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The Maryland Press, 1777-1790 by Joseph Towne Wheeler.
Volume 438, Preface 5   View pdf image (33K)
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INTRODUCTION

By Lawrence C. Wroth

HIS recordby Mr. Wheeler of the life of a community as
displayed in its printed production is a book that has
been needed and hoped for these many years. With the
beginning of the Revolution, Maryland, and especially
the commercial town of Baltimore, entered upon a
flourishing economic and intellectual life, swifter in
pace and more intense in purpose than had previously
existed in a province that was chiefly agricultural in its interests. This
condition found itself reflected in the output of the press during the years
of the Revolution and those of the decade following. Maryland's part in
the formation of the Confederation, her importance as one of the chief
granaries of the American armies, her vigorous, interesting life through-
out these years of the war and the later period of nationalization, are
parts of her history which her citizens take pleasure in recalling. Mr.
Wheeler has done a valuable service in recording the books, pamphlets,
newspapers, broadsides, and even the theatre posters in which this varied
life is reflected. Perhaps I should say "especially the theatre posters," for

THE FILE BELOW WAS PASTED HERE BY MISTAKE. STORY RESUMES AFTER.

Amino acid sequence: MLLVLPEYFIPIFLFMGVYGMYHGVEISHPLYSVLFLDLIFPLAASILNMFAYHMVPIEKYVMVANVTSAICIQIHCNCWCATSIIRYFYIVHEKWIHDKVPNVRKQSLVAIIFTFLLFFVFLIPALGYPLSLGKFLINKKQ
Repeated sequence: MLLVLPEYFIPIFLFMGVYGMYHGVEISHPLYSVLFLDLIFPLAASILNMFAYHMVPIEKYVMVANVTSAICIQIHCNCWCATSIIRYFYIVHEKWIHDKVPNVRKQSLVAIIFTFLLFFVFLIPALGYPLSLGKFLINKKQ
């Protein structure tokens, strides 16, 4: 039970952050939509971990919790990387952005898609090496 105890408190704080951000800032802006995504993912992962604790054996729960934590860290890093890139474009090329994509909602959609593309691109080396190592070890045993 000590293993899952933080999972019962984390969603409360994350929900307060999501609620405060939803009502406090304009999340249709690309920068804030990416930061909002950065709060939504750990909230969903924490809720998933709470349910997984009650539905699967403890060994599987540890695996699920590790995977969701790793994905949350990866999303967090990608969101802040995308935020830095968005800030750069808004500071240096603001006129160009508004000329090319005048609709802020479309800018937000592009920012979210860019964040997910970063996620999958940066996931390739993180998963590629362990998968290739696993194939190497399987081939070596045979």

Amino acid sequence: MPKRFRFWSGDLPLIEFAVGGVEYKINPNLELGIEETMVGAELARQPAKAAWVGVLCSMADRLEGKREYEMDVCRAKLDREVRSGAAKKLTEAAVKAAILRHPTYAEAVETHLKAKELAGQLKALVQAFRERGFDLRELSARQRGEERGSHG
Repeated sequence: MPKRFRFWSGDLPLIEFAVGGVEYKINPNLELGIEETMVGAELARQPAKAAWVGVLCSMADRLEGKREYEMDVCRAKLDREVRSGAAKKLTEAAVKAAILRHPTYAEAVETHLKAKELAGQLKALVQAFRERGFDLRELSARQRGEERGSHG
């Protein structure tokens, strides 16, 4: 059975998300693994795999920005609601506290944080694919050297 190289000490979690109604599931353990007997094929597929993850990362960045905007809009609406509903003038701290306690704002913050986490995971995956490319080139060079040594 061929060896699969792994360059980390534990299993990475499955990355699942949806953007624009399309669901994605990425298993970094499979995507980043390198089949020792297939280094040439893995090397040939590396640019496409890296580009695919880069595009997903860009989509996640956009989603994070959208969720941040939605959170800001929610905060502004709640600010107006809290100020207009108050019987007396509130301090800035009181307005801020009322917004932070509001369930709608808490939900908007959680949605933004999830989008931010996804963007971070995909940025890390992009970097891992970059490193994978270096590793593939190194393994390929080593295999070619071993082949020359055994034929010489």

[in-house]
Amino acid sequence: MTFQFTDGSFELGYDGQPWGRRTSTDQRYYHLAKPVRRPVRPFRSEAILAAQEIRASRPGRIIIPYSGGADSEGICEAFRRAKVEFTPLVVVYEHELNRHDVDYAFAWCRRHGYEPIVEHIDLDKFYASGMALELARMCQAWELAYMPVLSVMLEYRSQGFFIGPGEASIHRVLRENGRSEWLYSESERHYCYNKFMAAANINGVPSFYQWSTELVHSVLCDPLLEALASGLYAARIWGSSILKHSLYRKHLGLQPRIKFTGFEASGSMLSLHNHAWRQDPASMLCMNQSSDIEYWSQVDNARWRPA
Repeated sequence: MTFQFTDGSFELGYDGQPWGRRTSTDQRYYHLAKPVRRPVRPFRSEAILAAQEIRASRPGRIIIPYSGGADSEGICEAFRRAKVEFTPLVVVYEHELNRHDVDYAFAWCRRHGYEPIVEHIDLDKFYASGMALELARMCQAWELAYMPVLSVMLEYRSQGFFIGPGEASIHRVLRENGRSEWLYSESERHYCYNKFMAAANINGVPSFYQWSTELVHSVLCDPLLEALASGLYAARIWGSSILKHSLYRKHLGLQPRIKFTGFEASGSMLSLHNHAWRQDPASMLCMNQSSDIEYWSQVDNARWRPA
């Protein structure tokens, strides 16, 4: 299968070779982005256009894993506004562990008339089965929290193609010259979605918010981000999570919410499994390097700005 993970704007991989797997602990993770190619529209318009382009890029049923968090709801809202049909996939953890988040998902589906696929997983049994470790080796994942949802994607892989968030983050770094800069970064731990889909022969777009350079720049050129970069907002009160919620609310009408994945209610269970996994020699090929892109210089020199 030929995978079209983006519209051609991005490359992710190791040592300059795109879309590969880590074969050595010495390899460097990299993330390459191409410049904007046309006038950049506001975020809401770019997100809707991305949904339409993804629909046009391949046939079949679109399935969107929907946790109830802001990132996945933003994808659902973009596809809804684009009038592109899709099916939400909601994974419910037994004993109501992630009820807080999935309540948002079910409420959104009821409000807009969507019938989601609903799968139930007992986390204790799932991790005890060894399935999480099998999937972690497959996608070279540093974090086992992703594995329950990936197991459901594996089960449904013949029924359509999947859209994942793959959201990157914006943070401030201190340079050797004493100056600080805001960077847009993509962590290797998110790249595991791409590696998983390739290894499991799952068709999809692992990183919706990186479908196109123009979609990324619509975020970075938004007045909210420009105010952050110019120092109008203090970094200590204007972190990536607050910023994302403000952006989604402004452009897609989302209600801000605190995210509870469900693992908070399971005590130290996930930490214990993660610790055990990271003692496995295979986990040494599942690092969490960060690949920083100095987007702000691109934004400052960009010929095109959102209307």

rarely has such abundance of material for the history of the drama in an
American city been set forth in a general bibliography.

In his own Preface Mr. Wheeler has told of the aid he received from the
bibliography begun several years ago by the late Kenneth Rede and at his
lamented death deposited in manuscript in the Enoch Pratt Free Library.
Mr. Wheeler's annotation of Mr. Rede's titles, his location of copies not
seen by Mr. Rede, and his addition of a great many titles not in the manu-
script have resulted in a bibliography that will be a work of enduring
usefulness to students of Maryland life and letters. The historical narra-
tive with which his work begins is an addition of distinct worth to Mary-
land biography and cultural history. One hardly knows which to praise
more highly, the success with which he has brought together data about
figures hitherto little known, bringing to life and actuality such men as
Eleazer Oswald, James Angell, James Hayes, Jr., and Matthias Bartgis; or

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The Maryland Press, 1777-1790 by Joseph Towne Wheeler.
Volume 438, Preface 5   View pdf image (33K)
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